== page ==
Fertilizing Pastures in the Spring

Jeff McCutcheon, Extension Educator, Knox County

Every spring I get questions from producers about fertilizing their pastures with nitrogen, phosphorous and potassium. Many producers coming out of winter want to give their pastures a boost or they are fertilizing crop fields and figure they might as well do their pasture while they are thinking about it. Eventually I lead the conversation to the question of is this really the best time to fertilize pasture?

Now, I am not totally opposed to fertilizing pastures in the spring. Applications of phosphorus (P) and potassium (K) should be made prior to establishing a new seeding based on soil test results. A light application of nitrogen (N), 20-40 lbs. N/ac. in March could be used to jump start spring growth and allow for earlier grazing. This could potentially give about two weeks of earlier grazing if environmental conditions are favorable. But the acreage for this N application should be limited. The spring flush is coming and most producers can’t normally harvest it all with grazing animals. Why add to the amount of forage produced when you don’t need it? An early nitrogen application also can increase the potential for grass tetany and excess nitrogen in the spring may possibly increase toxins in endophyte-infected tall fescue. Generally, one acre of pasture for every two cows should be fertilized with N in early spring and never more than a third of the total pasture acreage. Continue reading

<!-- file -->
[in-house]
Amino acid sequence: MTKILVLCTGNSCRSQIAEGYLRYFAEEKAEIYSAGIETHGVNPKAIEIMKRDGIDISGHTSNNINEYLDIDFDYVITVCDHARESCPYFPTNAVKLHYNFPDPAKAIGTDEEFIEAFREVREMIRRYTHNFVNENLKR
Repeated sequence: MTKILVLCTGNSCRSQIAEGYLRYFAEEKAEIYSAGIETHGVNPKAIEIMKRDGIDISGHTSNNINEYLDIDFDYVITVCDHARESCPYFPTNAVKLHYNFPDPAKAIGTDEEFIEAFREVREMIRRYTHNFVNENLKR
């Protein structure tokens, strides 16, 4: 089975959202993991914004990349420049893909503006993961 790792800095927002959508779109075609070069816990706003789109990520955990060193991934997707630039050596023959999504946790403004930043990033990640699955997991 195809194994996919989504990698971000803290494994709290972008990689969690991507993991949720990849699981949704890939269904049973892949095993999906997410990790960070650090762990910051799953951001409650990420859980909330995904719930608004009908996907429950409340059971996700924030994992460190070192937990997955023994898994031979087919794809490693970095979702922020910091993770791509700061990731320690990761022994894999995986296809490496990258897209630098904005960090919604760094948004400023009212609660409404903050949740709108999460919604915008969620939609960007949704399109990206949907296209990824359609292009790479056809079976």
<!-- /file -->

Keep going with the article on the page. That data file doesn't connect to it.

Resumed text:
Extending the Grazing Season Backwards

Chris Penrose, OSU Extension Educator, Morgan County

When we think of extending the grazing season, we usually think of how long we can go into the fall or winter without feeding stored feed. Another option often overlooked is how soon we can stop feeding as spring approaches.

There are several options to accomplish this. The first is by the use of wheat, barley of cereal rye planted back in late summer or early fall. If grazing is your primary option for the crop, cereal rye may be the best bet. This crop can be lightly grazed in December, then grazed again in March. This is probably the small grain that will start growing first in late winter/early spring. When young, it is high quality and provides feed in March; however, if Continue reading